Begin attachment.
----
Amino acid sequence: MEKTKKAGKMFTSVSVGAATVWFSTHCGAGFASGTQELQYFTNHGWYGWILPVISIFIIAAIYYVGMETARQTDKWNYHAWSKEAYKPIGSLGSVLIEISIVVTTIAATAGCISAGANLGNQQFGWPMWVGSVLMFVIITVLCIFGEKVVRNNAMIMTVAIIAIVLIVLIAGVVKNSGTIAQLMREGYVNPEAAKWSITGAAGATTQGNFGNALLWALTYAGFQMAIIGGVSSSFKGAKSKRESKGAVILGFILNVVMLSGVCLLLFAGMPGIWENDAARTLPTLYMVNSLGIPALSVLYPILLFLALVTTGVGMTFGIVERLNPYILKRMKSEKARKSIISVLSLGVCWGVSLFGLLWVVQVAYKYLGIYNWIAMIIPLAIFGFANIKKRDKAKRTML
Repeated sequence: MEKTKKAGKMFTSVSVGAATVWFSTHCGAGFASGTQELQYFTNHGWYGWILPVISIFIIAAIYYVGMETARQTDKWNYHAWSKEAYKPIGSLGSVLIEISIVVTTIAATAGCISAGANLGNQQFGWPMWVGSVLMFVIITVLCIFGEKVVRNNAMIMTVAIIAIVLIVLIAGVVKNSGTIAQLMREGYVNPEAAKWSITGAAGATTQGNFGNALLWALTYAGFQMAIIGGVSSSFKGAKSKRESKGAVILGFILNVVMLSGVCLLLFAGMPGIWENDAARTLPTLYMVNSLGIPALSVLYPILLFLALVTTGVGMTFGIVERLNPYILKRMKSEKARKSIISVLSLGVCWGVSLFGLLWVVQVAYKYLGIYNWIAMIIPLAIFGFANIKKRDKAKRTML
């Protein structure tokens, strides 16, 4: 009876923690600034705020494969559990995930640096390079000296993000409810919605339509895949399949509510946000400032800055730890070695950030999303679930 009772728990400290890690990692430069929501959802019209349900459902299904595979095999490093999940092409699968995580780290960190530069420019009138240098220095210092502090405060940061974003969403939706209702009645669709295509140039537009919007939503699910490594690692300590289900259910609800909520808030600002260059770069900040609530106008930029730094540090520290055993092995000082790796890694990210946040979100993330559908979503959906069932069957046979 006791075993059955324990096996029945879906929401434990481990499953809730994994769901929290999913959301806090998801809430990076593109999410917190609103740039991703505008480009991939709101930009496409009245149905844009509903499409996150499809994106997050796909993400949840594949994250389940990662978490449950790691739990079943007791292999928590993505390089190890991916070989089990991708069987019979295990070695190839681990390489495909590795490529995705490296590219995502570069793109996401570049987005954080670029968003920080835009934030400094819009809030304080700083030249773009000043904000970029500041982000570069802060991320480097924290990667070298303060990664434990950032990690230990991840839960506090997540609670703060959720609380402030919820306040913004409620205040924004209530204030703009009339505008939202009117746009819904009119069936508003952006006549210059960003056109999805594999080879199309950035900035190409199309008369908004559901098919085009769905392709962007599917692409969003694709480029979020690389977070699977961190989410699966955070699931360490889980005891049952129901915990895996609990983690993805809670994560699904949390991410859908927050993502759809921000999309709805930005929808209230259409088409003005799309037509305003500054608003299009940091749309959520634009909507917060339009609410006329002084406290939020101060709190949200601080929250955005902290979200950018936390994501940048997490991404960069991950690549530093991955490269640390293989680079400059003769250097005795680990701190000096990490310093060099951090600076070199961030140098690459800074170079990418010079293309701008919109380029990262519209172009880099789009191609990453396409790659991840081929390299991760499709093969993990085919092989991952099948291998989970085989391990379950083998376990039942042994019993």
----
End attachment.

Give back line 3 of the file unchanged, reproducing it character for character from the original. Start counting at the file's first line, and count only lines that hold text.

């Protein structure tokens, strides 16, 4: 009876923690600034705020494969559990995930640096390079000296993000409810919605339509895949399949509510946000400032800055730890070695950030999303679930 009772728990400290890690990692430069929501959802019209349900459902299904595979095999490093999940092409699968995580780290960190530069420019009138240098220095210092502090405060940061974003969403939706209702009645669709295509140039537009919007939503699910490594690692300590289900259910609800909520808030600002260059770069900040609530106008930029730094540090520290055993092995000082790796890694990210946040979100993330559908979503959906069932069957046979 006791075993059955324990096996029945879906929401434990481990499953809730994994769901929290999913959301806090998801809430990076593109999410917190609103740039991703505008480009991939709101930009496409009245149905844009509903499409996150499809994106997050796909993400949840594949994250389940990662978490449950790691739990079943007791292999928590993505390089190890991916070989089990991708069987019979295990070695190839681990390489495909590795490529995705490296590219995502570069793109996401570049987005954080670029968003920080835009934030400094819009809030304080700083030249773009000043904000970029500041982000570069802060991320480097924290990667070298303060990664434990950032990690230990991840839960506090997540609670703060959720609380402030919820306040913004409620205040924004209530204030703009009339505008939202009117746009819904009119069936508003952006006549210059960003056109999805594999080879199309950035900035190409199309008369908004559901098919085009769905392709962007599917692409969003694709480029979020690389977070699977961190989410699966955070699931360490889980005891049952129901915990895996609990983690993805809670994560699904949390991410859908927050993502759809921000999309709805930005929808209230259409088409003005799309037509305003500054608003299009940091749309959520634009909507917060339009609410006329002084406290939020101060709190949200601080929250955005902290979200950018936390994501940048997490991404960069991950690549530093991955490269640390293989680079400059003769250097005795680990701190000096990490310093060099951090600076070199961030140098690459800074170079990418010079293309701008919109380029990262519209172009880099789009191609990453396409790659991840081929390299991760499709093969993990085919092989991952099948291998989970085989391990379950083998376990039942042994019993």